Fashion and Ethics: Why Should I Care and What Can I Do? by Katie Metzger

Look at the clothes you are wearing right now….Would you believe that 80-90% of what you are wearing was made in inhumane, unsustainable conditions? Well, the sad fact is, this is most often the case. Sweatshops are not a thing of the past. Buying high-end, well made clothing does not mean that it is made in different conditions than Old Navy or Walmart clothing. This is hard to swallow, and as someone who loves fashion it can seem too overwhelming to even think about. However, information and acknowledgement is where change begins. So why should you care and what can you, practically, do?

Ethical Clothing Brand: Same Thread

Ethical Clothing Brand: Same Thread

When discussing the issue of ethicality in the clothing industry, one may have images of sweatshops and child laborers in developing nations toiling all day in inhumane conditions. Although this image may seem extreme, it is a very real aspect of our current garment and fashion industries worldwide. Sweatshops from Bangladesh to Cambodia routinely pay their workers around $1.20 per day for their work. This is not a living wage, even in poverty stricken communities. The chronic underpayment of garment industry workers creates a cycle of poverty in already struggling communities, in turn contributing to other social issues resulting from poverty. Sweatshops are not only present in developing nations but are also a growing problem in the United States.

According to the U.S. Department of Labor, in recent years up to 11,000 U.S. based factories were cited as violating workers rights and not paying laborers a minimum wage. This shows the problem of human rights violations in textile and garment factories is not only an international problem but a domestic problem as well. Additionally, many companies touted as being ethically made have had numerous sweatshop scandals. When it comes to clothing ethicality we must learn to be active, not passive, consumers of information.

In 2006, a study was done by the American Sociological Association regarding the marketability of fair trade products; this study found that an overwhelming majority of consumers would pay $1-$5 more for items they know are made in an ethical way. Although large strides towards ethical production have been made in the coffee, chocolate and food industry, the clothing industry remains hugely underserved.

Ethical Clothing Brand: Same Thread

Ethical Clothing Brand: Same Thread

I am someone who loves fashion and clothing. The thrill of a new dress or pair of shoes is not lost on me. But I also recognize that, as a person who believes that each human bears the image and likeness of God, I am required to evaluate and educate myself about the impact of my purchases. As I’ve become more interested in ethicality and the fashion industry I keep asking myself, “What can I, practically, do?”. Not all of us can afford to shop exclusively from fair trade clothing brands, and more often the fashion in fair trade clothing is extremely lacking. So what small changes can we make to have an impact on the clothing industry?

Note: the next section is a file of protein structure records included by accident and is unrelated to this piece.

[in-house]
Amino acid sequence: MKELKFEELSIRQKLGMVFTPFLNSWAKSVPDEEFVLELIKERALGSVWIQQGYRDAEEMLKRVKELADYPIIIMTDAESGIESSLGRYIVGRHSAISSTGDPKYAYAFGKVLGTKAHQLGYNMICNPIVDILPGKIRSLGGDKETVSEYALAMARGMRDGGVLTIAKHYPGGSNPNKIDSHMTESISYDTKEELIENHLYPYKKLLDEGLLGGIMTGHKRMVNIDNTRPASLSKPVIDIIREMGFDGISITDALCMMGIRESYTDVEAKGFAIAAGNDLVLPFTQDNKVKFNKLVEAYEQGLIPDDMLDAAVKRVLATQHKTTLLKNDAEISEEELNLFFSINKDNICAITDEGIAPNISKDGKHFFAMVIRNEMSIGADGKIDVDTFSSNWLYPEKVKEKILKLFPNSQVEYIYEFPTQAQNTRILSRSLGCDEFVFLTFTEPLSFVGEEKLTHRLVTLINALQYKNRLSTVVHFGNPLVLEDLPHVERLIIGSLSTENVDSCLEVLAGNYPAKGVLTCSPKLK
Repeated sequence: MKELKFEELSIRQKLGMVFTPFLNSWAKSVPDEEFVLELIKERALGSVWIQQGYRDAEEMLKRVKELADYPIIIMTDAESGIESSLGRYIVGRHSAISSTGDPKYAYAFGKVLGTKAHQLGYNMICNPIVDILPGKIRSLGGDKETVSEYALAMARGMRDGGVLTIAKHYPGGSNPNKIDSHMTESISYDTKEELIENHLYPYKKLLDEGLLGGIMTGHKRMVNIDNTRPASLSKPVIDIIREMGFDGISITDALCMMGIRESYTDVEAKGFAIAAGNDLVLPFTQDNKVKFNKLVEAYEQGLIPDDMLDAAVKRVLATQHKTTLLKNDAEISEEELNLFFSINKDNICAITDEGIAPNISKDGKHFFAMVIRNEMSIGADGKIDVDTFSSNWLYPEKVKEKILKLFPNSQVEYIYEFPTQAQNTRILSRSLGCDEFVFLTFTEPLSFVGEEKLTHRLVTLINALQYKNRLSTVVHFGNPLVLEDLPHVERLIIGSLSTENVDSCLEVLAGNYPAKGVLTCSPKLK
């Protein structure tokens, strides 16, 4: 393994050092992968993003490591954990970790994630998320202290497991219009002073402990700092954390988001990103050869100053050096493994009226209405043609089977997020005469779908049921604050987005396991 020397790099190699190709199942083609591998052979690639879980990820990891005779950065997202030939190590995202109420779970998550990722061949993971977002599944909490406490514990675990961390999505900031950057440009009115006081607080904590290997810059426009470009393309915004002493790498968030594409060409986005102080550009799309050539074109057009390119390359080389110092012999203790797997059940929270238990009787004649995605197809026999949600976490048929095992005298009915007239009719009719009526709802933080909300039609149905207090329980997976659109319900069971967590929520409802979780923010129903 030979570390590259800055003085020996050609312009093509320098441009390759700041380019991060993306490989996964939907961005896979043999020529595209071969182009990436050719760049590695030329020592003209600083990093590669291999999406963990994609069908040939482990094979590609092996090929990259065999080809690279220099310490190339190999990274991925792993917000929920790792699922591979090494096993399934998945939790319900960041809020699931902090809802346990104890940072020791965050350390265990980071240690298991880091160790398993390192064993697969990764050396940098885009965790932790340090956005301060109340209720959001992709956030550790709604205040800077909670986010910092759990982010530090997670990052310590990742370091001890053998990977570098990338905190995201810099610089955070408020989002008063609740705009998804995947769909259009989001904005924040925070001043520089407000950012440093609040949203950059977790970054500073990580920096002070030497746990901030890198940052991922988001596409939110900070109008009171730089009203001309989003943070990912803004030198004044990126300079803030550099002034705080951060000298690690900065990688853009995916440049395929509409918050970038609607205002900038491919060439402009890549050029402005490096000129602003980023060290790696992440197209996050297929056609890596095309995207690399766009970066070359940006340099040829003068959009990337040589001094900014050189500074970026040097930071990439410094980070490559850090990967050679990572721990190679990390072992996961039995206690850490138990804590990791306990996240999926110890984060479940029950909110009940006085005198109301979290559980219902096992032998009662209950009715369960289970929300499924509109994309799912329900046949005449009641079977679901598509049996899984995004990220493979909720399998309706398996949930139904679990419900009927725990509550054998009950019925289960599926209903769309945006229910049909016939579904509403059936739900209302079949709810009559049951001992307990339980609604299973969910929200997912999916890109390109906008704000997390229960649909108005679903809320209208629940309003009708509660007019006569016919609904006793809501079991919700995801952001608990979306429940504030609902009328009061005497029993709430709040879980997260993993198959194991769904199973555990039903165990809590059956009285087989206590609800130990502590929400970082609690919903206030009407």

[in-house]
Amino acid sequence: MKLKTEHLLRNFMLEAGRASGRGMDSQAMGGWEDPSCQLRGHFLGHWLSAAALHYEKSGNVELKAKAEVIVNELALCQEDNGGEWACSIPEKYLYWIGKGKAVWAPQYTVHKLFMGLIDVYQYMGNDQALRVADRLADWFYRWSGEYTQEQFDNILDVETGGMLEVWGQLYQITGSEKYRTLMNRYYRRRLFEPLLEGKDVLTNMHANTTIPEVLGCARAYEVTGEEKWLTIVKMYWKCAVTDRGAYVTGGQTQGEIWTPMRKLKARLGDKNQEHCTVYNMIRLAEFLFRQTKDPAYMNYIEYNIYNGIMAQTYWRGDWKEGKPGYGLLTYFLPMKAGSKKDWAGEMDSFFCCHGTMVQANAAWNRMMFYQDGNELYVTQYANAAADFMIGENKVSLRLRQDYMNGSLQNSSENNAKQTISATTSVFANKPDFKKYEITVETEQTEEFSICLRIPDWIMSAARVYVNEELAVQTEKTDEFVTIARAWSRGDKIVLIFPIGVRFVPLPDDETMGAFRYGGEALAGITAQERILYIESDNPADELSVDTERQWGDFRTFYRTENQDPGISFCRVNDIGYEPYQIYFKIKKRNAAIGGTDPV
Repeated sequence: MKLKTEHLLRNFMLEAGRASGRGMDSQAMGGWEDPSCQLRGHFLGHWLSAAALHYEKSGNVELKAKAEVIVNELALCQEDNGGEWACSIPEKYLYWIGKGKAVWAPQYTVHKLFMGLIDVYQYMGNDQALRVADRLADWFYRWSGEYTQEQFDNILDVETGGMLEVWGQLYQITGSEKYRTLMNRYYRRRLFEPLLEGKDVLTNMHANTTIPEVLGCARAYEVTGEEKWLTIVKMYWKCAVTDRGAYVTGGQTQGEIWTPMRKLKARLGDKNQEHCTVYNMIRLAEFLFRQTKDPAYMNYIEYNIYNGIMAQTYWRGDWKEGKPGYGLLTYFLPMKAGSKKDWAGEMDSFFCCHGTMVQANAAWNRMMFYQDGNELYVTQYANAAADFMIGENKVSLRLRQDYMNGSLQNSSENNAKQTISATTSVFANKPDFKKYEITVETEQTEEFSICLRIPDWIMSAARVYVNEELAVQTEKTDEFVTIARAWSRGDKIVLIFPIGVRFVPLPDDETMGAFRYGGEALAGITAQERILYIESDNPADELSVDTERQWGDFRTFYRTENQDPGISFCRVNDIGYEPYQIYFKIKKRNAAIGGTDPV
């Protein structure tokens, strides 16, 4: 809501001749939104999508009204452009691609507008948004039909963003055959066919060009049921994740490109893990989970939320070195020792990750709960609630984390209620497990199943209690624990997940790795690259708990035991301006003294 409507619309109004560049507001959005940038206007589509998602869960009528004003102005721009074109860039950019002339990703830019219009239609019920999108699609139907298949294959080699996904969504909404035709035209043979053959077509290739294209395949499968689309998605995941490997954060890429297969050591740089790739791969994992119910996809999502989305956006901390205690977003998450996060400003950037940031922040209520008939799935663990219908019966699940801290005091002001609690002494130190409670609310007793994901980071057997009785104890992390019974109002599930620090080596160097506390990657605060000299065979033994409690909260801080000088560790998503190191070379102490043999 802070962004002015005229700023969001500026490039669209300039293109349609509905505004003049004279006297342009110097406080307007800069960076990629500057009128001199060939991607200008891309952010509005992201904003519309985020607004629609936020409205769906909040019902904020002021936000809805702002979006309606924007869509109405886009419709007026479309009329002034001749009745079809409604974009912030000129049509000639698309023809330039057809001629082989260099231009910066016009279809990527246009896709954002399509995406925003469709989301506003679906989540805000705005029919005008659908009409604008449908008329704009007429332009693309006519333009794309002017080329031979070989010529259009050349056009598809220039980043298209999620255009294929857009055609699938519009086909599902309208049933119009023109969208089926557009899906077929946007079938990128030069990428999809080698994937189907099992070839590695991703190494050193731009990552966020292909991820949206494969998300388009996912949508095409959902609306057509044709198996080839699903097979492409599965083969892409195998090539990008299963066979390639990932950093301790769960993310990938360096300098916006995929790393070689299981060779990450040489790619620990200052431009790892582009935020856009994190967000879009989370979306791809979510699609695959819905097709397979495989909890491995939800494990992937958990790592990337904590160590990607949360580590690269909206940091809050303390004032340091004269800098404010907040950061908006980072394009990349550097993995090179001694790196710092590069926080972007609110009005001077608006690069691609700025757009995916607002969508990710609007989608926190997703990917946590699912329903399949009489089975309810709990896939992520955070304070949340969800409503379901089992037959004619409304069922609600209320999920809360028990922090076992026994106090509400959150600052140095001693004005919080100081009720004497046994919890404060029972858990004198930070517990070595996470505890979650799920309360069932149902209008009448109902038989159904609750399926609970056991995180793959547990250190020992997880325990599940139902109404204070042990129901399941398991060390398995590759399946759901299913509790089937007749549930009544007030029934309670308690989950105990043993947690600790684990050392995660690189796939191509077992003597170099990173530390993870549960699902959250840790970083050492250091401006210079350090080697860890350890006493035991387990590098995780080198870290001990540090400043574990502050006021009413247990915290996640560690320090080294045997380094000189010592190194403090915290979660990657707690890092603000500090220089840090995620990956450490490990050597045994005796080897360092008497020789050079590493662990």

1. Realize that someone is paying the price for your clothing…is it you or the garment worker? Jeans should cost more than $9.99. When you come across clothing that is extremely cheap ask yourself, “what kind of production practices lend itself to producing a $3 tank top”? The answer is usually pretty obvious.

2. Inform yourself about your favorite brands. It is well-known that companies such as Forever 21, H&M, Victoria’s Secret, and Walmart have unethical supply chains. However, information is severely lacking for many brands. Do some digging online and if nothing is available, request information.

3. If you are unsure, shop local and second-hand. Finding local markets and boutiques supports your local economy and makes it easier to engage in conversation and get information. Also, second-hand and vintage shopping can be a cost-effective and fun way to go! Most of my favorite pieces in my wardrobe were found at great vintage stores. I love that shopping locally and second-hand gives me a unique wardrobe and personal style.

4. Start exploring and support fair trade fashion companies. As I stated earlier, finding fair trade clothing that is actually fashionable can be a struggle. Many fair trade clothing companies are either insanely expensive or produce clothing you wouldn’t want to wear. However, lately there has been a surge of new fashionable clothing companies that are competitively priced. Myself and my business partner are actually in the process of launching a fair  clothing brand, Same Thread, that produces fashion forward, ethical clothing that also provides economic opportunity to women in Thailand. I hope to be a part of the change towards ethically and reconciliation that I know will take place in the fashion industry. Join me!

katie
Katie is the Co-founder and Creative Director of Same Thread, an ethical clothing brand for women, and is also on staff at Mustard Seed Associates and The Seattle School of Theology and Psychology. She is also a native Pacific Northwesterner with a passion for social justice and bringing fair trade business practices into the mainstream. In 2014 she completed her MA in International Development at Northwest University, where she focused on social enterprise and it’s capacity to economically empower women. She has a background in event planning, marketing, design and retail production. On a typical Saturday she can be found cooking, sewing, drawing, listening to records, vintage shopping, sipping whiskey and playing with her puppies.

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